By Dijon Rolle, USAG Baden-Wuerttemberg Public AffairsFebruary 3, 2011
GRUENSTADT, Germany - One of the first things you'll notice when you step onto the floor of the Army and Air Force Exchange Service-Europe bakery in Gruenstadt is the sound.
It's a loud whirling almost jackhammer-like sound that echoes from a towering machine near the entrance. It's similar to what you might hear at a construction site.
The bakery, built in 1982, is AAFES' (now known as the Exchange) largest production plant in the world.
In the background more industrial sized machines methodically mix, measure and construct cookies, cakes, pastries, tortillas, buns and breads destined for the shelves of restaurants, commissaries and kitchens across Europe.
Unbeknownst to many, every single crumb is made from scratch right in Gruenstadt.
"The American troops are getting American products based on American recipes and it's fresh.
It's not sitting around in a container on a boat for days or weeks waiting to get here," said Uli Paschke, general manager. "Our customers are getting a fresh product and they're getting the same product as they would in the states."
A team of 90 bakers and 16 mechanics man the bakeries' eight sections, monitoring, mixing, sorting and decorating the dozens of baked goods produced inside the plant.
"I love the bakery, it's my baby," said Mathias Baum, bakery manager. "In a normal bakery, in the U.S. or Europe, most bakeries produce 10 or 15 line items but we produce over 200 line items. Wonder Bread ... Miltons ... there are so many. You will find no other bakery that has the approval to produce all these products in one place," he added. "You need a lot of knowledge to do that and you can only do that with a great team."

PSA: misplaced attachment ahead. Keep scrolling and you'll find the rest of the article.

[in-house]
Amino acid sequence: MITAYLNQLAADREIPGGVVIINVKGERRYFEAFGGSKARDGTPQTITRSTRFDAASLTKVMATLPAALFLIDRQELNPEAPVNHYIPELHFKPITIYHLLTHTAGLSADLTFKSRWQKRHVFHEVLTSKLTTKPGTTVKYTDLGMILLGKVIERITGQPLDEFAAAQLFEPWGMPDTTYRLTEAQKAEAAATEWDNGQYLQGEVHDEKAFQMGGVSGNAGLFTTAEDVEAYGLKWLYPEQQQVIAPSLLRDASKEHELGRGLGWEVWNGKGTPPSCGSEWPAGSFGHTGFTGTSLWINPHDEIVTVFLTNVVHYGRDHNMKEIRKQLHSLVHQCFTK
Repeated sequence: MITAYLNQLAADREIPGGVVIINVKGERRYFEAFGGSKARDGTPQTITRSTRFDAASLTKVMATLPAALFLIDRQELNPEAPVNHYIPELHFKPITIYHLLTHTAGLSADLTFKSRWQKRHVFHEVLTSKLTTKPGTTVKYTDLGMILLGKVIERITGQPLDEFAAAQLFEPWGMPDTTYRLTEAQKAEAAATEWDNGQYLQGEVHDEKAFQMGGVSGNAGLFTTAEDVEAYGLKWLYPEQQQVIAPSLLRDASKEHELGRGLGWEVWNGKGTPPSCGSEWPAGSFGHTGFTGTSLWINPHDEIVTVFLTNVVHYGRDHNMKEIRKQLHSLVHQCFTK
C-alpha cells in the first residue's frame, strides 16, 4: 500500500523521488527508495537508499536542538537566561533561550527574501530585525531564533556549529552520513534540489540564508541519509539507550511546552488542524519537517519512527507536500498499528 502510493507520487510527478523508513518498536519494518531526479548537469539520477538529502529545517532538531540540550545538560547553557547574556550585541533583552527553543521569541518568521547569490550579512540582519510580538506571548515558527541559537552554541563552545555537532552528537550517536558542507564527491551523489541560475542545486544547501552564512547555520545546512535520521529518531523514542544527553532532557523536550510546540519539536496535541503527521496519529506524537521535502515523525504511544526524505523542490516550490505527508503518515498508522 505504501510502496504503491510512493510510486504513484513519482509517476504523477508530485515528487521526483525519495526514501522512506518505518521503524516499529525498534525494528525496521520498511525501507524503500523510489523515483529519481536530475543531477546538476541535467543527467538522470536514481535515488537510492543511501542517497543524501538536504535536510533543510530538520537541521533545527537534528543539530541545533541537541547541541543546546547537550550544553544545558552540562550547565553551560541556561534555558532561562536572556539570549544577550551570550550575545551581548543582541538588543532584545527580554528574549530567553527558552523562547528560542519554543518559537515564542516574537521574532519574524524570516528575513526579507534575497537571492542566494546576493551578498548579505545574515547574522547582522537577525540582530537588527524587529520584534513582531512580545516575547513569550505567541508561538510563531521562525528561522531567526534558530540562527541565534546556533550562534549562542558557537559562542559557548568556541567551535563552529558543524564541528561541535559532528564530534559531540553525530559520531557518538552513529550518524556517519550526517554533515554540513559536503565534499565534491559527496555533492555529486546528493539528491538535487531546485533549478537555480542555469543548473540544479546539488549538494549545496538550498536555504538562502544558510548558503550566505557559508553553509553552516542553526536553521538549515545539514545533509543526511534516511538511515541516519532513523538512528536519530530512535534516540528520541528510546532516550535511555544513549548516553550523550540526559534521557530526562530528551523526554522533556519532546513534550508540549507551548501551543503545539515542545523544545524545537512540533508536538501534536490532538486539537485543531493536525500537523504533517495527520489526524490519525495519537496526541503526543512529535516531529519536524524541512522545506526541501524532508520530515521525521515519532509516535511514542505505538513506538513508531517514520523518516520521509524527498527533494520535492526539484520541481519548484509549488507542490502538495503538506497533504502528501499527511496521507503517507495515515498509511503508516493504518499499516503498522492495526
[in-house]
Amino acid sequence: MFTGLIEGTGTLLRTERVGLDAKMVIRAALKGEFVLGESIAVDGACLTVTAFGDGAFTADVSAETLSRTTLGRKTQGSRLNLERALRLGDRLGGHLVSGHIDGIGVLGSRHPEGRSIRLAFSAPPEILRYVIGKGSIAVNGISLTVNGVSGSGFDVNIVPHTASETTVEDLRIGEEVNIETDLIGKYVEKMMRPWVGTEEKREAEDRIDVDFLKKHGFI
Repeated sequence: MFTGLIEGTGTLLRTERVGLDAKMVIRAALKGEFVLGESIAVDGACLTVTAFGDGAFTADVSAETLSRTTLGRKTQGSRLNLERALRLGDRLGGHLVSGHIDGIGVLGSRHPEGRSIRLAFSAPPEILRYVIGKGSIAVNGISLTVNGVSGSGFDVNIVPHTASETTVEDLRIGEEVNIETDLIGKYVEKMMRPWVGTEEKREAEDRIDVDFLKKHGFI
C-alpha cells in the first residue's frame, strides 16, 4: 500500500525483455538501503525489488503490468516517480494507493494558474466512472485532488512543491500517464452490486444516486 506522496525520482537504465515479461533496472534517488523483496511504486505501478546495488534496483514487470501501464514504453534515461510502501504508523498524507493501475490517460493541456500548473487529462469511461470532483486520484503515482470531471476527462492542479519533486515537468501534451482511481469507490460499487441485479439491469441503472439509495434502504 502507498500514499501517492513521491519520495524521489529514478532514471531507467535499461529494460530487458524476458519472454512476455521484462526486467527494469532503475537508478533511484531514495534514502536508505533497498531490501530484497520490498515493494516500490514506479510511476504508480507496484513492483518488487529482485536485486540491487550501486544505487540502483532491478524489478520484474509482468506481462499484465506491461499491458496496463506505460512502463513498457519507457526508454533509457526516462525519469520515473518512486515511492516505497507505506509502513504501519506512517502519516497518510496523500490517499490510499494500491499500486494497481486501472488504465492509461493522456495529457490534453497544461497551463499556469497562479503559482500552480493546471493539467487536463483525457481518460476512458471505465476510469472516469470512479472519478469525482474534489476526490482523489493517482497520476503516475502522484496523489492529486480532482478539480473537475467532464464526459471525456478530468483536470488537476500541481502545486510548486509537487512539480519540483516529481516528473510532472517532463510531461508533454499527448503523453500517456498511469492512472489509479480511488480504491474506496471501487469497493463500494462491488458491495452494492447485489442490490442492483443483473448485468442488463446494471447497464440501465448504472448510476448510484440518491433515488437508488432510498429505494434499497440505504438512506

Bakers work in shifts from midnight-3 p.m. Monday-Friday and on U.S. and German holidays if necessary.
Afterwards, a sanitation and maintenance crew comes in to clean and prep the plant for the next day's operations.
The smells of cinnamon, fresh-baked bread and apple-filled pastries baking in a nearby oven, waft through the plant providing a pleasantly intoxicating aroma.
Hamburger buns glide down a conveyor belt awaiting a fresh sprinkling of sesame seeds and miniature donuts plunge into a golden hot-oil bath to be followed by a dip in powdered sugar.
Baum expertly rattled off the long list of products produced here: bagels, pizza crust, cup cakes and garlic bread.
But even he found it difficult to choose his favorite from the list. "I like so much ... I like the muffins, I like Milton's bread and the walnut cookies. I think they're unbelievable. If I have one box, I have to eat it until its empty," Baum said.
Each day the plant produces more than 200 varieties of fresh baked goods such as Wonder Bread and Cinnabon rolls.
It also provides a variety of breads to restaurants like Burger King, Macaroni Grill, Johnny Rockets, Popeyes, Anthony's Pizza and Chili's.
Each product is identical to the ones service members, Department of Defense civilians and their families find in the United States - right down to the packaging, recipes and ingredients.
Inspectors from Germany and the United States routinely visit the plant to ensure all products meet U.S. and German health regulations and that recipes are followed exactly.
There is also a quality assurance lab on site responsible for taking daily samples.
Last year the plant shipped more than 8 million pounds of baked goods to their customers in Germany, Italy, Turkey, Africa, Iraq and Afghanistan.
Ninety percent of the ingredients, such as flour, are imported from the United States but sugar and some packing materials are acquired locally.
Last year the bakery produced 3.2 million loaves of bread, 625,000 cookies, 1.8 million donuts, 72, 000 cakes and nearly 20 million buns.
"We like what we do and we want you to enjoy our products," Baum said.
The Gruenstadt Depot was built in 1953. It also houses the Culligan drinking water plant and a cold storage facility.